- Besides sun exposure, there are several other risk factors for skin cancer.
- In the U.S, the use of tanning beds and lamps accounts for 400,000 cases of skin cancer each year.
- Skin cancer is genetic.
By now, most of us are aware that too much sun exposure can put us at risk of skin cancer. Susan Y. Chon, MD, associate professor in the department of dermatology at the University of Texas MD Anderson Cancer Center, says intense sun exposure that causes sunburns that form blisters increases a person’s risk of melanoma, the most severe form of skin cancer.
However, there are other risk factors for skin cancer besides sun exposure, such as traits and habits.
1. Light skin, hair, and eyes
People with lighter skin color have less natural protection against UV rays, says Dr. Chon. The same goes for those with blue or green eyes or blonde or red hair. According to the National Council on Skin Cancer Prevention, redheads have the highest risk of melanoma.
People with darker skin are more likely to develop skin cancer on paler areas of their bodies, like the palms of their hands and the soles of their feet, per Dr. Chon.
2. A family history of skin cancer
If you come from a family of light-skinned redheads or tanners, there’s a high chance that one of your relatives has had skin cancer, which also puts you at risk of developing the condition. However, gene mutations linked to pancreatic cancer and breast cancer may also be a genetic risk for melanoma, says Dr. Chon. If someone in your family has any of these risk factors, be more proactive about sun protection. Genetic conditions like xeroderma pigmentosum may also increase your risk of skin cancer.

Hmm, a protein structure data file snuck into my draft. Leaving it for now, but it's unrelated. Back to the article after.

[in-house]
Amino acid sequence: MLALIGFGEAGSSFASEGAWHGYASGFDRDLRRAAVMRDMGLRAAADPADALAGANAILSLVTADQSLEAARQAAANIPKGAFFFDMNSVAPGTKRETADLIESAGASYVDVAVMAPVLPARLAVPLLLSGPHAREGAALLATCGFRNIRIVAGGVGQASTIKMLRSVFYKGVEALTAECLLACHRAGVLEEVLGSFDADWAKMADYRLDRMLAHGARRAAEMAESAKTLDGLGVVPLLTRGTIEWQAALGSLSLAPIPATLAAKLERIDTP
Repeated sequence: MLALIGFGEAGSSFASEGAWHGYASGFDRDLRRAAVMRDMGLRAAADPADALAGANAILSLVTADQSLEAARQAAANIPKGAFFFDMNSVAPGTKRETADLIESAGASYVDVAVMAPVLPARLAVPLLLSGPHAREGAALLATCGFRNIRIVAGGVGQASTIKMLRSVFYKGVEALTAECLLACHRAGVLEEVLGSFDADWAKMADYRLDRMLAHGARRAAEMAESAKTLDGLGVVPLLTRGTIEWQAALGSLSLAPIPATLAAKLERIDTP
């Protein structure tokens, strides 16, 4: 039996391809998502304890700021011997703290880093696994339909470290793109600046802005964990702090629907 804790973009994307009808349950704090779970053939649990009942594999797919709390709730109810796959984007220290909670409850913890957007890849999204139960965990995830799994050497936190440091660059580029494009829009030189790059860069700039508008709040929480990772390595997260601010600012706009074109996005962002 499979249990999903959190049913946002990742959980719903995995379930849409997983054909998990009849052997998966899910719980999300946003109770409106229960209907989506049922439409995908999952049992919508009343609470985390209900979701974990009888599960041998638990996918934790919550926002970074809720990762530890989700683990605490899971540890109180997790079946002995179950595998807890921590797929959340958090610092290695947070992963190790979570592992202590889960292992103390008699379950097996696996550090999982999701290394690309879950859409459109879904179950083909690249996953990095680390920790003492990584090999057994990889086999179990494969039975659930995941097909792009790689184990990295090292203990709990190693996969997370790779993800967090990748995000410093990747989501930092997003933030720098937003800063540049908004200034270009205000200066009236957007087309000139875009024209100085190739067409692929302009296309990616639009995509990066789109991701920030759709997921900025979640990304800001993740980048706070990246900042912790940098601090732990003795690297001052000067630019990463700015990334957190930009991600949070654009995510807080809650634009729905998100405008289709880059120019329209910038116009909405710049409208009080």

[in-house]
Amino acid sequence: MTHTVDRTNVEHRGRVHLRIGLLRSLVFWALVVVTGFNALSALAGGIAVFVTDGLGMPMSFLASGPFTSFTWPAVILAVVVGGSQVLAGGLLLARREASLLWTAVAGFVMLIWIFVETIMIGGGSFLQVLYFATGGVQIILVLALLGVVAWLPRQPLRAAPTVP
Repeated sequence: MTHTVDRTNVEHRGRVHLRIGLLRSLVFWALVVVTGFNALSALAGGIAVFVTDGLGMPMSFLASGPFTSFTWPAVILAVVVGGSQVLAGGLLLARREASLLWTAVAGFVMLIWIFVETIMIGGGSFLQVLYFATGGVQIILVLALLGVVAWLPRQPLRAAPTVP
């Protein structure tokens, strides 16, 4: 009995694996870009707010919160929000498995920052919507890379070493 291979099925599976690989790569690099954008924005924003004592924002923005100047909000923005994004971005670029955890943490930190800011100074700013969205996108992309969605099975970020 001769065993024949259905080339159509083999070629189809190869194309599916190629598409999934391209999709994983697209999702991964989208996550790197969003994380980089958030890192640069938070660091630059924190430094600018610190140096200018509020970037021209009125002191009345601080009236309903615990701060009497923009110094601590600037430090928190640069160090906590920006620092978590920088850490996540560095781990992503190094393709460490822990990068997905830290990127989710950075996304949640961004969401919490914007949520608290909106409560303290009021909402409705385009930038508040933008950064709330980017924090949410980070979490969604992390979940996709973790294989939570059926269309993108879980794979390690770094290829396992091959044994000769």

3. A history of indoor tanning
Tanning beds and lamps expose you to ultraviolet light that tans and burns your skin. Per the American Academy of Dermatology, indoor tanning accounts for some 400,000 skin cancer cases each year among Americans.
4. Old age
Anyone can have skin cancer, but older are at higher risk due to the accumulated UV exposure. According to Dr. Chon, people usually develop non-melanoma skin cancers when they’re in their late 50s. But she says taking measures to decrease sun exposure can delay the onset of skin cancers.
5. Male sex
Men are at higher risk of developing all three of the major skin cancer categories compared to women, namely basal cell skin cancer, squamous cell skin cancer, melanoma, says the National Council on Skin Cancer Prevention.
6. The number of moles you have
Moles that look like freckles are actually sunspots. They are usually not cancerous, but you might have a higher risk of skin cancer if you have too many of them. Try counting the number of moles on your right arm. If you count more than eleven, you likely have more than 100 across your whole body, and you are at a risk factor for melanoma, per a 2015 study.
If you already have too many to count, consider getting regular skin exams with your dermatologist who may do routine skin screenings and take photos of your moles to keep an eye on their changes over time.
7. Weak immune system
When your immune system is down, you are at higher risk of developing skin cancer. According to the American Cancer Society, certain diseases or medical treatments, like post-organ transplant, when patients take meds to prevent their bodies from rejecting the new organ, weaken the immune system.